Glassywinged Sharpshooter – Homalodisca coagulata
Glassy Winged Sharpshooter: Appearance, Territory, Damage and Life
Latin name: Homalodisca coagulata
Appearances: The glassy-winged sharpshooter is around 12 mm long, predominantly dorsal brown in hue, and has under-abdomen ivory and black patterns. Glassy-winged sharpshooters can spread plant diseases farther than other vector leafhoppers like the blue-green leafhopper because they have broad, smoky-brown wings with red patterns and are excellent flyers. Atropunctata graphocephala (Signoret). The glassy-winged sharpshooter has yellow-orange legs and a face. Nymphs share the same body form as adults and lack wings.
Host plans: A vast range of plants are consumed by the glassy-winged sharpshooter. Over 70 different plant types, according to scientists, serve as the host plants for this sharpshooter. Grapes, citrus trees, almonds, stone fruit, and oleanders are a few of the hosts.
Territory: It was mistakenly introduced into Southern California in the early 1990s, perhaps with agricultural or ornamental stock, despite being native to North America (northeastern Mexico). It has developed as a pest in agriculture, particularly in winemaking.
Damage insect caused: Fruit becomes discolored by insect excretions that harden on it and must be washed after harvest to be removed. Nymphs consume stems, removing as much xylem fluid per hour as their body weight. The plant may get weaker due to fluid loss.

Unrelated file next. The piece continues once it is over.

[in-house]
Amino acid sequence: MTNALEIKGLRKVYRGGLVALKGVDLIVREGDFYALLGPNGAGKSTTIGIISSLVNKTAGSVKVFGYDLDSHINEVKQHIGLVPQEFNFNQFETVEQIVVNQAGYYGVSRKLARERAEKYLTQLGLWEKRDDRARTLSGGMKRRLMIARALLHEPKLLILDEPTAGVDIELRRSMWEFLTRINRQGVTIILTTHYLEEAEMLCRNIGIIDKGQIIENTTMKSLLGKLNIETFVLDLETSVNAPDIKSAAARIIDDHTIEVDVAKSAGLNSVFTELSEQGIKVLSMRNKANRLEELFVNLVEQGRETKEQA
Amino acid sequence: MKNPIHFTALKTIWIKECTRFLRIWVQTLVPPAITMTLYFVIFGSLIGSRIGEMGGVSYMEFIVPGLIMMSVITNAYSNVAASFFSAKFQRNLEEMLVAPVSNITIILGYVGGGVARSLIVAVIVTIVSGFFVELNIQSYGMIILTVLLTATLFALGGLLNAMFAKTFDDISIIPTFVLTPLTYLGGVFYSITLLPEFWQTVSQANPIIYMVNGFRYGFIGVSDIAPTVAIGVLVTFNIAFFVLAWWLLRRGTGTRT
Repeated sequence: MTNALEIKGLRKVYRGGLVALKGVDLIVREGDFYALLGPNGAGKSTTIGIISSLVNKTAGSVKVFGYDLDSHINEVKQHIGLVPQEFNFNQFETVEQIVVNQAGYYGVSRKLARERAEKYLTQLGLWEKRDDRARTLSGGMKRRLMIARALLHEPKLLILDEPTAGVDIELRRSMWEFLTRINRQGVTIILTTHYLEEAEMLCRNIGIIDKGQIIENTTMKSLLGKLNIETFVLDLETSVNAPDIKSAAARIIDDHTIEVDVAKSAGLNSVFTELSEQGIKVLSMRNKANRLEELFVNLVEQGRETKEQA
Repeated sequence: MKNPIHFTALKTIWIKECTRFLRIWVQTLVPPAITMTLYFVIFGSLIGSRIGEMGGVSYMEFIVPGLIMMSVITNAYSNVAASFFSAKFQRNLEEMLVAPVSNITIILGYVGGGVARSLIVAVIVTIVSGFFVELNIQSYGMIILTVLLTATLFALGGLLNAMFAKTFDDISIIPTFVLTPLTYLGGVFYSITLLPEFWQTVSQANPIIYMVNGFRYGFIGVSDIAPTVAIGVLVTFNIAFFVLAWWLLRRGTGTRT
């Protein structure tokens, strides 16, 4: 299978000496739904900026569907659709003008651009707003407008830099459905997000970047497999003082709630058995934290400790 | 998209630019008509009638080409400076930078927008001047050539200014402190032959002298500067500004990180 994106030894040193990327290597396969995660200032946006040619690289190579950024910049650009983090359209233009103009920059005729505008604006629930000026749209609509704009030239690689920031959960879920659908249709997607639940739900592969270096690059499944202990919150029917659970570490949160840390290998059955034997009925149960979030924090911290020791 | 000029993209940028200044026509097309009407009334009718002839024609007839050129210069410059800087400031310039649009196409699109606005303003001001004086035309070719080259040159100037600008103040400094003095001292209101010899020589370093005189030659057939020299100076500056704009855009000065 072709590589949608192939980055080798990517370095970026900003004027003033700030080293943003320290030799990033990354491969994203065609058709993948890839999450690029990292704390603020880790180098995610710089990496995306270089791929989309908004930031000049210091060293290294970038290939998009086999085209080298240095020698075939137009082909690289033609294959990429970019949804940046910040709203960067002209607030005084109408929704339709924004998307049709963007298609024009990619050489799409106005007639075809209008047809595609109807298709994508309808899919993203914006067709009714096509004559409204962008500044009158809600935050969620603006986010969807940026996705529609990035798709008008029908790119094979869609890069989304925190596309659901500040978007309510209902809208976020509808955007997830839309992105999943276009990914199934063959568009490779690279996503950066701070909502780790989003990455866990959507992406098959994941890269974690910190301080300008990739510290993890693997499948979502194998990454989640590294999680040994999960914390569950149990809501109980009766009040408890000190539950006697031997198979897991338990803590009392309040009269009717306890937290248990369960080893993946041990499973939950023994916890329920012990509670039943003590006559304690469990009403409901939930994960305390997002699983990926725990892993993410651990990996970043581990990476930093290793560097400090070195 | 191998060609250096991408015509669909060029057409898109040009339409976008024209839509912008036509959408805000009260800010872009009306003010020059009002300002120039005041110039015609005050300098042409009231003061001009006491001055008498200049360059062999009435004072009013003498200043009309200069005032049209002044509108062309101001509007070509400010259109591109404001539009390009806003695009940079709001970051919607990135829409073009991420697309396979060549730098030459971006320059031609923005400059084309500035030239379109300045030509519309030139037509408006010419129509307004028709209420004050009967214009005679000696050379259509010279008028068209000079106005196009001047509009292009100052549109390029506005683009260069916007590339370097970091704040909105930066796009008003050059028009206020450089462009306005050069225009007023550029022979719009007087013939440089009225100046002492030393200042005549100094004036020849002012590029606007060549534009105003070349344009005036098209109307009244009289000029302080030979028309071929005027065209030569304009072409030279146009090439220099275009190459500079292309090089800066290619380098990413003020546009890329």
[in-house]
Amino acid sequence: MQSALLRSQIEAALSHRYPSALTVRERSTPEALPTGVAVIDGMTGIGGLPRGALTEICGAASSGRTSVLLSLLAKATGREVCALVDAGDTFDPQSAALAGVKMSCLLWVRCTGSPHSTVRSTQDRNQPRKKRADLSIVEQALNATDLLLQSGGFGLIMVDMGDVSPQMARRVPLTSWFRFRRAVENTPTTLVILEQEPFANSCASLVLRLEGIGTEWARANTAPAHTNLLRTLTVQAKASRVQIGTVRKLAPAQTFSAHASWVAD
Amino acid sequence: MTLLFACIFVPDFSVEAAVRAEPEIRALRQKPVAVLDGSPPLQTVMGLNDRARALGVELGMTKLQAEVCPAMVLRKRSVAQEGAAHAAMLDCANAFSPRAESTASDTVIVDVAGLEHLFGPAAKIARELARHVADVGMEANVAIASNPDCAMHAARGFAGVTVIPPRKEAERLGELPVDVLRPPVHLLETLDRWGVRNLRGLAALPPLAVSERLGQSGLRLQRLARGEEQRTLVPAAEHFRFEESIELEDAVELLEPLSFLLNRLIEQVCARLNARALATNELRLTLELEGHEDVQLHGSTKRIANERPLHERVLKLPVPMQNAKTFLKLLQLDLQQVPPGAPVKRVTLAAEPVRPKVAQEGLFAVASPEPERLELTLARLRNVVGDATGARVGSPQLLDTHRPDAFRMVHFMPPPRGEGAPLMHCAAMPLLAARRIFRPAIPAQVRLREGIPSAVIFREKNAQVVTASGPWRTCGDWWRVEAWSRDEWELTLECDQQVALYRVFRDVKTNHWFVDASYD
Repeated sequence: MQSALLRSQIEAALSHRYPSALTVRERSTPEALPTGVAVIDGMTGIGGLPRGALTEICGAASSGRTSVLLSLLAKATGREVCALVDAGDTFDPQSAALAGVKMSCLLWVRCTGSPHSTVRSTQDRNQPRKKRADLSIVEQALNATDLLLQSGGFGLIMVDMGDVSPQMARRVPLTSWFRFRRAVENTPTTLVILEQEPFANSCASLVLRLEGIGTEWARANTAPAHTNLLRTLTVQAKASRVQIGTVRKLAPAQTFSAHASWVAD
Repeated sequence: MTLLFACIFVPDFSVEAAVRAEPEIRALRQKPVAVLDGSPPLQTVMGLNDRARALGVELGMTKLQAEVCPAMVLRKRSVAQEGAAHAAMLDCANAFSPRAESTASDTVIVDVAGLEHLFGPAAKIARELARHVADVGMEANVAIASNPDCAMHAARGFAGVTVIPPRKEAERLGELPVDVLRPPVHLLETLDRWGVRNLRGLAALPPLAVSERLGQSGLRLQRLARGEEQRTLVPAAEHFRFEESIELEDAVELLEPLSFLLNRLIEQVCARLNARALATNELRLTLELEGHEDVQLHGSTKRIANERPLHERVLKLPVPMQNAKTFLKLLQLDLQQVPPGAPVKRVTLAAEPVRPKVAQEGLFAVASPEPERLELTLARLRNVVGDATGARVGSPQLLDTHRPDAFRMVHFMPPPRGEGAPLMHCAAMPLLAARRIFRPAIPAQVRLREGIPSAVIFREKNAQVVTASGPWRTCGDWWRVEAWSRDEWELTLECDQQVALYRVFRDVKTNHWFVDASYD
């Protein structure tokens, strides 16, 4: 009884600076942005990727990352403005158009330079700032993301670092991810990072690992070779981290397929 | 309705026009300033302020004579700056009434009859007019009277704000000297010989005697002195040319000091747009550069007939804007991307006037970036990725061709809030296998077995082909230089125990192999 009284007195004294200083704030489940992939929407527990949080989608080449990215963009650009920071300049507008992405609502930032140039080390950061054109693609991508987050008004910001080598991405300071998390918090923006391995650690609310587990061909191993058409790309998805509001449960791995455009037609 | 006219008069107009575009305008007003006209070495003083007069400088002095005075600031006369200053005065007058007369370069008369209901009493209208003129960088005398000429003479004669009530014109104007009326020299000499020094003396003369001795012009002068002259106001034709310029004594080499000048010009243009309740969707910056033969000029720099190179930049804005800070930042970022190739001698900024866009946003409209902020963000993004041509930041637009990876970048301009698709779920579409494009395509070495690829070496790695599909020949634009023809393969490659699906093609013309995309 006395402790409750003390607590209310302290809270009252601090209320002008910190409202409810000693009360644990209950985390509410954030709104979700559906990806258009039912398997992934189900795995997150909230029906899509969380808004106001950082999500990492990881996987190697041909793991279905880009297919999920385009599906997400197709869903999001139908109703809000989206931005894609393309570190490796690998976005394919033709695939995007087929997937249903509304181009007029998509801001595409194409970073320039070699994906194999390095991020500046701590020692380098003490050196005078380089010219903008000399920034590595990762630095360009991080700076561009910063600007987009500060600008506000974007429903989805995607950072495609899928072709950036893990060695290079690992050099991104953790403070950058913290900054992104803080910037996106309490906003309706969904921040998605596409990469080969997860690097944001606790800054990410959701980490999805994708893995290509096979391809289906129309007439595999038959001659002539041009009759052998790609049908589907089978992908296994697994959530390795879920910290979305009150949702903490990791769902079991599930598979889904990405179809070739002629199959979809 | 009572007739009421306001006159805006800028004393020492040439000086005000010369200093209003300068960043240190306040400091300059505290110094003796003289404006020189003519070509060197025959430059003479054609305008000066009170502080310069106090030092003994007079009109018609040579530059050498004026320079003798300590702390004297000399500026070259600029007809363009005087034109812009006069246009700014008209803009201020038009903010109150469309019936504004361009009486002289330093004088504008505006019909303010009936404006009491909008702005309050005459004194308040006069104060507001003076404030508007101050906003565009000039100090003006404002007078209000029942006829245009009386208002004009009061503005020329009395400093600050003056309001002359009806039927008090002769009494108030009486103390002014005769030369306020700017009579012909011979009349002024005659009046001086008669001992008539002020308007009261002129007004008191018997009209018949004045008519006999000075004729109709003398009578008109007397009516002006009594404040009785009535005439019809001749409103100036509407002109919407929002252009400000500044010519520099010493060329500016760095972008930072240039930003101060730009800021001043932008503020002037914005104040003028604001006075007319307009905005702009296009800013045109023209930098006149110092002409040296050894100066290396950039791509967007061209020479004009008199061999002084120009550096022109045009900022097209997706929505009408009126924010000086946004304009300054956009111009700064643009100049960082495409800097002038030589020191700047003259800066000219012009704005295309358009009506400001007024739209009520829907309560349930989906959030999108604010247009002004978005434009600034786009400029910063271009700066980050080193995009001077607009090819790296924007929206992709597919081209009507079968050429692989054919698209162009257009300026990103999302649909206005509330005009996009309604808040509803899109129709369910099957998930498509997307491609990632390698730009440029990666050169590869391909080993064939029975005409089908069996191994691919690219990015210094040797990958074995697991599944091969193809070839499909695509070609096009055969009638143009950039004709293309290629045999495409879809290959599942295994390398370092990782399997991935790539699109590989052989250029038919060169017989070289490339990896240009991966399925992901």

Large amounts of sticky material released as thin droplets are one of the earliest signs of glassy-winged sharpshooter infestation. Only under the infected tree can the droplets mimic rain; otherwise, they take on the appearance of white-wash when they dry.
Life cycle and habits: The glassy-winged sharpshooter’s female lays her eggs in clusters of three to 28 just beneath the epidermal layer of a few carefully selected leaves. Holly, sunflower, and citrus are some of the preferred oviposition plants. The selection of plants for oviposition is thought to be influenced by the strict nutrient needs for young nymphs. A white substance scraped from deposits on the female’s fore wings is used to cover her eggs as she lays them. The name for these hydrophobic particles with a complex structure in a white powder is brochosomes. Leafhoppers excrete brochosomes to cover their bodies and egg masses because they are formed in specific secretory segments of the malphigian tubules. However, not every stage of the life cycle results in the same production of brochosomes. Homalodisca vitripennis and other species of the tribe Proconiini have females that, like males and nymphs, create spherical brochosomes up to mating.